Honda will use the robot's underlying technology in future products.
You could never buy Honda’s humanoid robot ASIMO (Advanced Step in Innovative Mobility). Even with development beginning in 1986 and the first iteration of the robot debuting in 2000, ASIMO never saw commercialization. The two-legged robot never became a common household item. However, that didn’t stop it from putting smiles on faces, which makes news Honda is stopping ASIMO development that much more disheartening.
Over its 18-year lifecycle, ASIMO, the first robot to stand on two legs, saw seven different versions developed, according to Nikkei Asian Review. The last, which debuted in 2011, stood four feet, three inches tall, and weighed 105.8 pounds (49 kilograms). It had a walking speed of 5.5 miles per hour (9 kilometers per hour).
There may be no more ASIMO. However, the robot’s underlying technology will live on in a hose of other products that could one day see commercialization. Earlier this year, Honda introduced a self-balancing motorcycle that uses variable electro-geometry without the use of gyroscopics to keep a motorcycle upright on its own at speeds under three miles per hour. ASIMO technology contributed to this innovation. This year, Honda also debuted four new robots as well, again building of ASIMO technology. The robots included an autonomous ATV and robotic wheelchair capable of indoor and outdoor use.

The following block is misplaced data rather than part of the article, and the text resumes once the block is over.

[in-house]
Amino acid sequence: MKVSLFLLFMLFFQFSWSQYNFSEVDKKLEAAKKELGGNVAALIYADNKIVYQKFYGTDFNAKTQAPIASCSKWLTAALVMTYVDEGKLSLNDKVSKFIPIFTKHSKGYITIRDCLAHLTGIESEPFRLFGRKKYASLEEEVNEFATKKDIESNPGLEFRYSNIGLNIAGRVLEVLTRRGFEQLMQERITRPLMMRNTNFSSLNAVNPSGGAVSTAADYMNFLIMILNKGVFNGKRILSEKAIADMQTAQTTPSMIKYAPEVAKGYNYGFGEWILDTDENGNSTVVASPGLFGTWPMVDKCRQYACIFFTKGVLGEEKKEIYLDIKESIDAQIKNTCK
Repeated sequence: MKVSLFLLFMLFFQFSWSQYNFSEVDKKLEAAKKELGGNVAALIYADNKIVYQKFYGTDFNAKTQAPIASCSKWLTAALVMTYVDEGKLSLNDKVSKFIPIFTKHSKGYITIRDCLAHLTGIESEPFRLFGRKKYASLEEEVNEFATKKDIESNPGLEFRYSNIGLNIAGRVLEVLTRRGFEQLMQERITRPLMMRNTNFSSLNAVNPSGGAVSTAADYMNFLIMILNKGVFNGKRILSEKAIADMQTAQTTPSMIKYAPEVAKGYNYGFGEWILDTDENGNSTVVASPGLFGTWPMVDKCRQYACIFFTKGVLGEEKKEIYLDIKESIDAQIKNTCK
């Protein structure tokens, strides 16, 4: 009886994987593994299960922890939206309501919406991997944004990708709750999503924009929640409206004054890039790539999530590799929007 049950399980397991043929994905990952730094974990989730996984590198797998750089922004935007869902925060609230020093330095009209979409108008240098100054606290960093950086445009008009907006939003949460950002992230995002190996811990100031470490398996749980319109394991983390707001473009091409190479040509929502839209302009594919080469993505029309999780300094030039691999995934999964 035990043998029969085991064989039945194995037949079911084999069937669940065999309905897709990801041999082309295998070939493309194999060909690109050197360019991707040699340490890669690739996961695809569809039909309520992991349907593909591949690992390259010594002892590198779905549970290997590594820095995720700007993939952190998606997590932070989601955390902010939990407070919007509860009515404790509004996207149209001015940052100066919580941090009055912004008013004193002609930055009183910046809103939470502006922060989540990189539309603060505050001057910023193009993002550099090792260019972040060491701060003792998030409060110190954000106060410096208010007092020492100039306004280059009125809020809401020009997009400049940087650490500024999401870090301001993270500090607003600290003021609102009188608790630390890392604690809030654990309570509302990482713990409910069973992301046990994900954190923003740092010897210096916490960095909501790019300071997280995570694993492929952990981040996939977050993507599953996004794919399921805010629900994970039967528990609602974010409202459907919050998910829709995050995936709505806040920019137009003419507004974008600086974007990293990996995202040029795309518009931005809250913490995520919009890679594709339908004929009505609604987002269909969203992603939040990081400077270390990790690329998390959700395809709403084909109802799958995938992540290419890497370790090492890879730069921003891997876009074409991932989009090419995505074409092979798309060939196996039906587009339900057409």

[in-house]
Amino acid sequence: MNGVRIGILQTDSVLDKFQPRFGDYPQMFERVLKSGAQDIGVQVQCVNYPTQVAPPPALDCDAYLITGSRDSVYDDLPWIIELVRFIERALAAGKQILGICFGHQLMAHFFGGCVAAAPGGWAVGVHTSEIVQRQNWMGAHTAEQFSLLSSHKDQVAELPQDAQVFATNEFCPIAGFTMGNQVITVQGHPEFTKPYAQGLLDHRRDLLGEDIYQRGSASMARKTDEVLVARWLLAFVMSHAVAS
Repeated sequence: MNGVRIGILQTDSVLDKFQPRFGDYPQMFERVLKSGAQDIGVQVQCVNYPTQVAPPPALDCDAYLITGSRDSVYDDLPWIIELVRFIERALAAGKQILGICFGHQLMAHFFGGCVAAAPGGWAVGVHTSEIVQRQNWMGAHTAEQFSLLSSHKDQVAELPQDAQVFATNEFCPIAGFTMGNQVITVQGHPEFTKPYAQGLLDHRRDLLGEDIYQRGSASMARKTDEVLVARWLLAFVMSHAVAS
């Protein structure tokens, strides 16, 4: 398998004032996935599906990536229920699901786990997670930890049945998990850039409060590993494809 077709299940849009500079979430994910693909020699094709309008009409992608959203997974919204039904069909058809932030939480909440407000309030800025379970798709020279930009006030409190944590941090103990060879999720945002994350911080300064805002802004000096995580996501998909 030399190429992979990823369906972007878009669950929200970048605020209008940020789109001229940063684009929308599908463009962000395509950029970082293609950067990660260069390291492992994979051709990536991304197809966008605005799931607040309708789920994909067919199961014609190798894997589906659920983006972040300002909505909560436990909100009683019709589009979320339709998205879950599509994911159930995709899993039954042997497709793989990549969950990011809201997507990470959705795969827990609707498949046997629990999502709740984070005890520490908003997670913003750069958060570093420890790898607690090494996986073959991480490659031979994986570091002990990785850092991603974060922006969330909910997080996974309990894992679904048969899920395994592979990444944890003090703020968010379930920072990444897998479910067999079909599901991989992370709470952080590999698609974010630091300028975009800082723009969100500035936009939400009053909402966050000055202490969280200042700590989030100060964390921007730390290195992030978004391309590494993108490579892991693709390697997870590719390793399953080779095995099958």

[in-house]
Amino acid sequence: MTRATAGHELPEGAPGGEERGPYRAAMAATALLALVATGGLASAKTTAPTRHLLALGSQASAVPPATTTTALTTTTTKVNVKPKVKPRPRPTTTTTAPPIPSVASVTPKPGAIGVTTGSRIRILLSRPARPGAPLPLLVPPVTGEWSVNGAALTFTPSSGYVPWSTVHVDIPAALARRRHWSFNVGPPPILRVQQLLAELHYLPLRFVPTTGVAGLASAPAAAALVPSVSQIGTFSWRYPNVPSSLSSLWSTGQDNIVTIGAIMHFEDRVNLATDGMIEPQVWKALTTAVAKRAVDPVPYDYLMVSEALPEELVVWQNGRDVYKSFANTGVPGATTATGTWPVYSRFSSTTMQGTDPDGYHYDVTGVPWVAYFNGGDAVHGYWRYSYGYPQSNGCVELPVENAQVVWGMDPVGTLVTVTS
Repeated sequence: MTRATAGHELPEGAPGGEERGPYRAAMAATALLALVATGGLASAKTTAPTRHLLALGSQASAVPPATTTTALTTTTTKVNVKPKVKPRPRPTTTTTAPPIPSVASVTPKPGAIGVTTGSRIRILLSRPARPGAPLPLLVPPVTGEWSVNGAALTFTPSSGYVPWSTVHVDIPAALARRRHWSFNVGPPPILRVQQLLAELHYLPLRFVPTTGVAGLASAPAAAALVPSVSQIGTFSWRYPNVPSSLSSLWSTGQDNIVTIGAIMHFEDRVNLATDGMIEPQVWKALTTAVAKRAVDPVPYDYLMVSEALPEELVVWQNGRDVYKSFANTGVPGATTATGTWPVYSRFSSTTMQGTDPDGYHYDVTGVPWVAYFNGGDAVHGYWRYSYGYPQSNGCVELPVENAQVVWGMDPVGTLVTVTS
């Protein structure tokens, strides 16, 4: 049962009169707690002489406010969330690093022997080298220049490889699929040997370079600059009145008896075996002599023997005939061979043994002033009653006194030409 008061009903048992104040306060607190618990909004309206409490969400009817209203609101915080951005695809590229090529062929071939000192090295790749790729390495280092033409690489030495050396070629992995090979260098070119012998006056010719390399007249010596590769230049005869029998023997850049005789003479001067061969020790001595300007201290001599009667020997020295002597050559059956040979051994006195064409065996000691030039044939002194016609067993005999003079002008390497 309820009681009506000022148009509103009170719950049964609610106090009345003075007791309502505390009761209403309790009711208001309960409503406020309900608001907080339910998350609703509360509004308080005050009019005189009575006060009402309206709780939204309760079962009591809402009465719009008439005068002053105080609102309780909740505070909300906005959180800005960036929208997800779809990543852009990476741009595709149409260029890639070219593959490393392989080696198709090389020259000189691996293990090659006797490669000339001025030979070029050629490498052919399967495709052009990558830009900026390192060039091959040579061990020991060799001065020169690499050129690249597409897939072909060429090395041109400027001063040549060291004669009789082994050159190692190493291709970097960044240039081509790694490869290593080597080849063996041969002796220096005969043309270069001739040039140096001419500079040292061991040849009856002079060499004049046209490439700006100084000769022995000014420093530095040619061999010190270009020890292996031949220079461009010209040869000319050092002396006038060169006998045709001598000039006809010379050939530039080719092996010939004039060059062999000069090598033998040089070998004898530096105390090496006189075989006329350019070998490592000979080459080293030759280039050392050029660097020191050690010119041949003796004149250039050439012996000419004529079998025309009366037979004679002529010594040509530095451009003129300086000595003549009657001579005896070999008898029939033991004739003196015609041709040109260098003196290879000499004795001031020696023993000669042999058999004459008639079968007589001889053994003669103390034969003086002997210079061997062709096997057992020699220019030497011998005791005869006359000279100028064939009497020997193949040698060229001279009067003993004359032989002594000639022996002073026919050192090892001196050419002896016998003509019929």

ASIMO gained popularity due to its human-like walk and balance, and non-threatening appearance. It maintained its upright posture and balance through a host of sensors analyzing its surroundings, which allowed it to shake hands, wave, recognize moving objects, and interpret voice commands.
While ASIMO is no more, the engineering team behind the robot is moving to other parts of the company, such as developing self-driving automotive technology. The automaker is developing a physical therapy rehabilitation device using ASIMO’s walking technology by moving legs through the use of motors for elderly or disabled patients, according to the publication.
And it doesn’t appear Honda is giving up on robotics altogether. According to Nikkei Asian Review, ASIMO’s core development team was reborn as R&D Center X. The new team will lead company’s robotics strategy. They could develop ASIMO 2.0 a few years down the road.
Source: Nikkei Asian Review